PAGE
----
|提及的人：||Abraham Lincoln; Abraham Lincoln|
William J Cooper, Jr.
|注意：||"This is a Borzoi book."|
|描述：||xv, 332 pages : illustrations, maps ; 25 cm|
|内容：||"Is this not a remarkable spectacle?" --
"The future is ... shrouded in the very blackness of darkness" --
"We need a statesman of nerve to meet the terrible crisis" --
"The prospects for the country are gloomy" --
"Up with Polly, down with wisdom is the order of the day" --
"You can still this storm" --
"Fraternity is the element of the union" --
"The quicksands that environ our ship of state" --
"Both sides marching to field of blood."
|责任：||William J. Cooper.|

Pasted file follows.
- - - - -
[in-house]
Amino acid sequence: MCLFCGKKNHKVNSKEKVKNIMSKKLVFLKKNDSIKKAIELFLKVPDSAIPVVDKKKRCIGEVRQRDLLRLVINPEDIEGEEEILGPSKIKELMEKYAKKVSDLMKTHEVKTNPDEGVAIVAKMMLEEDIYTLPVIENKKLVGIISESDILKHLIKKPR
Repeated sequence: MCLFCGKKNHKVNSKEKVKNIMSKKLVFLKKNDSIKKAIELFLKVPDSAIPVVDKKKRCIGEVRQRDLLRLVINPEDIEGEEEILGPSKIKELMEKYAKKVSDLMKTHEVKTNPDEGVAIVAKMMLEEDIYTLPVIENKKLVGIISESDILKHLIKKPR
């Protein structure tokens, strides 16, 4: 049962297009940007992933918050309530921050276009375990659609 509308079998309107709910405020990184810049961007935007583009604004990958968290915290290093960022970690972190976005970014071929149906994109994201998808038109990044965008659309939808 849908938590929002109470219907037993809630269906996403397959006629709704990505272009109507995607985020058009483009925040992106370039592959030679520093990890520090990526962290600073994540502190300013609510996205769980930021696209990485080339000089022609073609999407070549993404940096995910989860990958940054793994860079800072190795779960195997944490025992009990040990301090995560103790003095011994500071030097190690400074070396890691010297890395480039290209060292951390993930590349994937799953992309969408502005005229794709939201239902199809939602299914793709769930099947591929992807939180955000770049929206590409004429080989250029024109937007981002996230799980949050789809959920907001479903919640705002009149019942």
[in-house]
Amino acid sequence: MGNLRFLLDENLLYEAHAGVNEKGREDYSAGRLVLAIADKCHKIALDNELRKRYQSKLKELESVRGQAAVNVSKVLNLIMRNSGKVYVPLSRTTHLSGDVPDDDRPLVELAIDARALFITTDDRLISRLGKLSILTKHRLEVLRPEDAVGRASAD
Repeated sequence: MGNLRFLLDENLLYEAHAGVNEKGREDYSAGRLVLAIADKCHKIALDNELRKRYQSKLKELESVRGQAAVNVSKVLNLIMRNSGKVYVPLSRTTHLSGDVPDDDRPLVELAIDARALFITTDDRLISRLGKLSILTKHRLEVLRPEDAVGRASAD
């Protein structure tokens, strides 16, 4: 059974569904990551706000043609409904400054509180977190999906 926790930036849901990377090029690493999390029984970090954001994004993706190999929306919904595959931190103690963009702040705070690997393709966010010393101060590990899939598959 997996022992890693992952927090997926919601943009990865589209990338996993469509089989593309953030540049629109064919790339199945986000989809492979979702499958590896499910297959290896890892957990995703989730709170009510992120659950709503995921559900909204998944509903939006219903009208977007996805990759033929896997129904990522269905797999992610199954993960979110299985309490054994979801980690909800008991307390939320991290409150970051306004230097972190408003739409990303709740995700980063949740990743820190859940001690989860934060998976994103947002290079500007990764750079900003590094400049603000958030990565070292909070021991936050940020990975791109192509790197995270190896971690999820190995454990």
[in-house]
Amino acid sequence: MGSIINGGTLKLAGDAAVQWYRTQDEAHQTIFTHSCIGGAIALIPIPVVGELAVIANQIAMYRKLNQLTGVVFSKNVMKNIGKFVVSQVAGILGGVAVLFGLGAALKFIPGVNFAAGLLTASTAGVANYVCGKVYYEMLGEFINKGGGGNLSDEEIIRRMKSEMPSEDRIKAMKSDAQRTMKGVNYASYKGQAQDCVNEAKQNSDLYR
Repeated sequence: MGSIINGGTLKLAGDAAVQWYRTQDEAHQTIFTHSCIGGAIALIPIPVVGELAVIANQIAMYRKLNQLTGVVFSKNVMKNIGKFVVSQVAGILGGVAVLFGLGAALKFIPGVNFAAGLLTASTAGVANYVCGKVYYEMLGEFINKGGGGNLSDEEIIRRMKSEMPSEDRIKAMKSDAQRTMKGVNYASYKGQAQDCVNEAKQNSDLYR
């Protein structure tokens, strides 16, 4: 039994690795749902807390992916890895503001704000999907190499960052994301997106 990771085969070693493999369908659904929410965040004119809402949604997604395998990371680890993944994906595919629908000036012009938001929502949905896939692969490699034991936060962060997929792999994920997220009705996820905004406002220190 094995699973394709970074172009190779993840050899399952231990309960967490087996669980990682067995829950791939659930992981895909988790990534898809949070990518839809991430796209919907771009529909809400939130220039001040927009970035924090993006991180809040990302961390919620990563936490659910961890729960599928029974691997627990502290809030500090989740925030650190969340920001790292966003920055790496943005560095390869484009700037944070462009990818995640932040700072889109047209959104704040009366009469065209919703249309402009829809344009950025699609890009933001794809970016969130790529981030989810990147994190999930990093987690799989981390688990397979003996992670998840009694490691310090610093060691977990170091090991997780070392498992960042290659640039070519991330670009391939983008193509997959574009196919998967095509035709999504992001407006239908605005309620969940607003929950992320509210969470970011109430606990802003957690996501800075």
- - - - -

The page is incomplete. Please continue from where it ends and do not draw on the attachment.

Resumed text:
In this work the author presents a revisionist account of the period between Lincoln's election and the firing on Fort Sumter, evaluating the contributions of key figures and the circumstances that contributed to the Civil War's inevitability. In this carefully researched book the author gives us a fresh perspective on the period between Abraham Lincoln's election in November 1860 and the firing on Fort Sumter in April 1861, during which all efforts to avoid or impede secession and prevent war failed. Here is the story of the men whose decisions and actions during the crisis of the Union resulted in the outbreak of the Civil War. Sectional compromise had been critical in the history of the country, from the Constitutional Convention of 1787 through to 1860, and was a hallmark of the nation. On several volatile occasions political leaders had crafted solutions to the vexing problems dividing North and South. During the postelection crisis many Americans assumed that once again a political compromise would settle yet another dispute. Instead, in those crucial months leading up to the clash at Fort Sumter; that tradition of compromise broke down and a rapid succession of events led to the great cataclysm in American history, the Civil War. All Americans did not view this crisis from the same perspective. Strutting southern fire-eaters designed to break up the Union. Some Republicans, crowing over their electoral triumph, evinced little concern about the threatened dismemberment of the country. Still others, northerners and southerners, antislave and proslave alike, strove to find an equitable settlement that would maintain the Union whole. The author captures the sense of contingency, showing Americans in these months as not knowing where decisions would lead, how events would unfold. The people who populate these pages could not foresee what war, if it came, would mean, much less predict its outcome. This book helps us understand what the major actors said and did: the Republican party, the Democratic party, southern secessionists, southern Unionists; why the pro-compromise forces lost; and why the American tradition of sectional compromise failed. It reveals how the major actors perceived what was happening and the reasons they gave for their actions: Lincoln and Jefferson Davis, Stephen A. Douglas, William Henry Seward, John J. Crittenden, Charles Francis Adams, John Tyler, James Buchanan, and a host of others. Here is written a full account of the North and the South, Republicans and Democrats, sectional radicals and sectional conservatives that deepens our insight into what is still one of the most controversial periods in American history.